Selecting the corpus of hymns is proving to be an interesting challenge. While Rev. Omolo was at the seminary, one of the jobs we accomplished was to look at each hymn in LSB and prioritize it for inclusion in the Kenyan hymn; one meant yes, this hymn should be in the Kenyan hymn, two maybe, and three no. One criterion that gave a hymn an automatic number one was if it was also in Mwimbieni Bwana, the Tanzanian hymnal, since that meant it was already in Swahili. There were 64 hymns that were in both hymnals.
There are, of course, other hymnbooks and songbooks in Swahili, and those are being researched for additional hymns. However, if the hymnal has perhaps 200 hymns in it, this still means at least 100 need to translated. One hundred is a big number!
The challenge is not so much in the literal translation because there are a number of excellent Kenyan pastors who are fluent in English and skilled at translating. The challenge is in writing poetically – following the rhythm and flow of a melody - making the stress of the beats and the stress of the syllables match – while keeping the text rich in meaning and clear in doctrine. What we need are a few theologically and musically trained poets who are fluent in English and Swahili. If you are such a person, or know someone who fits the description, please make yourself known!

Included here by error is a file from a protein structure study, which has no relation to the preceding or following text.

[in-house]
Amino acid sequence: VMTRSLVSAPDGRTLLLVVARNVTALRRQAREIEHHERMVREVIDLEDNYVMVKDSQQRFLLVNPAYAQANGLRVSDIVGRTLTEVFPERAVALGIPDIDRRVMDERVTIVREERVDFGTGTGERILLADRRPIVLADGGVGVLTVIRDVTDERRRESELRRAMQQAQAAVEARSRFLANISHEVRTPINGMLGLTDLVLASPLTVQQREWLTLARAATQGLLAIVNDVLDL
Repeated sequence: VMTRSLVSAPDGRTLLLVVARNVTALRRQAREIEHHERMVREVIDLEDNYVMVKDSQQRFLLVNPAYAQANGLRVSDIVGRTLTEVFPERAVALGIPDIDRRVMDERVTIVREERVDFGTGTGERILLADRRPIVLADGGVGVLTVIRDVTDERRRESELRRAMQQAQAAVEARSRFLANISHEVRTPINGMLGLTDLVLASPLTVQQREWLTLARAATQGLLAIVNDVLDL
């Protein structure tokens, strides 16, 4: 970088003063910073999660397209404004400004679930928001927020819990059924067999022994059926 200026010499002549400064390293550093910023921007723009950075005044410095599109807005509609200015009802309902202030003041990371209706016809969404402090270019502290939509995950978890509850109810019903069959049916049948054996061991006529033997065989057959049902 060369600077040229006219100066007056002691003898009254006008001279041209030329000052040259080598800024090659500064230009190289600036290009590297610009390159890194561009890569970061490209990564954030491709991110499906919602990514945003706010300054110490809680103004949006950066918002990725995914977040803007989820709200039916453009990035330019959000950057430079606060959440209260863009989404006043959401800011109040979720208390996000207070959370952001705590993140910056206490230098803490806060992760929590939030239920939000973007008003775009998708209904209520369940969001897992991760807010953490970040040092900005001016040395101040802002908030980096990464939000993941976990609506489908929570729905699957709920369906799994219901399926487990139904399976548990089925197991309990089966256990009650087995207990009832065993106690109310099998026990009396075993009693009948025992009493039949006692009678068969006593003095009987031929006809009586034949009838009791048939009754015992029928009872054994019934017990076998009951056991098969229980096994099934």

Looking over the prioritized list, I see that some of the hymns which are in both English and Swahili are weak theologically. The fact that a hymn is already translated is not going to be able to automatically qualify it for inclusion, and we need to revisit this list. Hymnody is simply too important to the life and faith of the church.